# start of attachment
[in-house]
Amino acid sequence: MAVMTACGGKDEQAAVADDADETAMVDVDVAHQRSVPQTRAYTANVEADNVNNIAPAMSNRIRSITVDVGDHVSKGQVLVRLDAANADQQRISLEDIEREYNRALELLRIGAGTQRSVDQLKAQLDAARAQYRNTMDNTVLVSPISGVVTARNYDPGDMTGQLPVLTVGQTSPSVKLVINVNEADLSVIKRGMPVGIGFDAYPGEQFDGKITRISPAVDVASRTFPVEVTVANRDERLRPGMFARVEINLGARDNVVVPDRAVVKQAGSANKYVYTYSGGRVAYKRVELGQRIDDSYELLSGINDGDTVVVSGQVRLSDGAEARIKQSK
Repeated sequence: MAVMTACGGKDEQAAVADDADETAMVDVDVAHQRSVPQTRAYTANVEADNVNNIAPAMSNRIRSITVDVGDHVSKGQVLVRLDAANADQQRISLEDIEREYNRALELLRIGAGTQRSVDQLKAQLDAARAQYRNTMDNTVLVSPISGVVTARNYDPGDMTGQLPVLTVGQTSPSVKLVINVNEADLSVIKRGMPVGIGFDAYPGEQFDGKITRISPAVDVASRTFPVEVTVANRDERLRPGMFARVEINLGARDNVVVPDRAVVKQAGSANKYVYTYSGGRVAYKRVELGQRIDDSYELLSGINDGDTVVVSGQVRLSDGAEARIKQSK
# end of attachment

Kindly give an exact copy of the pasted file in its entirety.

[in-house]
Amino acid sequence: MAVMTACGGKDEQAAVADDADETAMVDVDVAHQRSVPQTRAYTANVEADNVNNIAPAMSNRIRSITVDVGDHVSKGQVLVRLDAANADQQRISLEDIEREYNRALELLRIGAGTQRSVDQLKAQLDAARAQYRNTMDNTVLVSPISGVVTARNYDPGDMTGQLPVLTVGQTSPSVKLVINVNEADLSVIKRGMPVGIGFDAYPGEQFDGKITRISPAVDVASRTFPVEVTVANRDERLRPGMFARVEINLGARDNVVVPDRAVVKQAGSANKYVYTYSGGRVAYKRVELGQRIDDSYELLSGINDGDTVVVSGQVRLSDGAEARIKQSK
Repeated sequence: MAVMTACGGKDEQAAVADDADETAMVDVDVAHQRSVPQTRAYTANVEADNVNNIAPAMSNRIRSITVDVGDHVSKGQVLVRLDAANADQQRISLEDIEREYNRALELLRIGAGTQRSVDQLKAQLDAARAQYRNTMDNTVLVSPISGVVTARNYDPGDMTGQLPVLTVGQTSPSVKLVINVNEADLSVIKRGMPVGIGFDAYPGEQFDGKITRISPAVDVASRTFPVEVTVANRDERLRPGMFARVEINLGARDNVVVPDRAVVKQAGSANKYVYTYSGGRVAYKRVELGQRIDDSYELLSGINDGDTVVVSGQVRLSDGAEARIKQSK